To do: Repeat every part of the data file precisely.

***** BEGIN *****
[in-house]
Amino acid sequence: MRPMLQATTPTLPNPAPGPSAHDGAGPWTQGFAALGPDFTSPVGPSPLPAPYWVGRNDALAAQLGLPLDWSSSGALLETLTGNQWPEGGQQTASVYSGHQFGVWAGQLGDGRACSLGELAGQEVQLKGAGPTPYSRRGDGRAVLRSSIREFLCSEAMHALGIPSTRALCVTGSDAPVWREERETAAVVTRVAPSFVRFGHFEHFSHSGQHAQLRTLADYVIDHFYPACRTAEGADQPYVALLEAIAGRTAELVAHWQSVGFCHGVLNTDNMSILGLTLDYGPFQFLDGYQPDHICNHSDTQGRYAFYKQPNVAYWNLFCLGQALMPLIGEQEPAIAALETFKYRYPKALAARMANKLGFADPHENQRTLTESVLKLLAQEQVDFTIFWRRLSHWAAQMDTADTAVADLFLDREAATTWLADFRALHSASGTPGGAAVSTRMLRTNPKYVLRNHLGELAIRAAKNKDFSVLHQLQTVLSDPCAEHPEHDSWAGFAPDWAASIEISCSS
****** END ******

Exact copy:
[in-house]
Amino acid sequence: MRPMLQATTPTLPNPAPGPSAHDGAGPWTQGFAALGPDFTSPVGPSPLPAPYWVGRNDALAAQLGLPLDWSSSGALLETLTGNQWPEGGQQTASVYSGHQFGVWAGQLGDGRACSLGELAGQEVQLKGAGPTPYSRRGDGRAVLRSSIREFLCSEAMHALGIPSTRALCVTGSDAPVWREERETAAVVTRVAPSFVRFGHFEHFSHSGQHAQLRTLADYVIDHFYPACRTAEGADQPYVALLEAIAGRTAELVAHWQSVGFCHGVLNTDNMSILGLTLDYGPFQFLDGYQPDHICNHSDTQGRYAFYKQPNVAYWNLFCLGQALMPLIGEQEPAIAALETFKYRYPKALAARMANKLGFADPHENQRTLTESVLKLLAQEQVDFTIFWRRLSHWAAQMDTADTAVADLFLDREAATTWLADFRALHSASGTPGGAAVSTRMLRTNPKYVLRNHLGELAIRAAKNKDFSVLHQLQTVLSDPCAEHPEHDSWAGFAPDWAASIEISCSS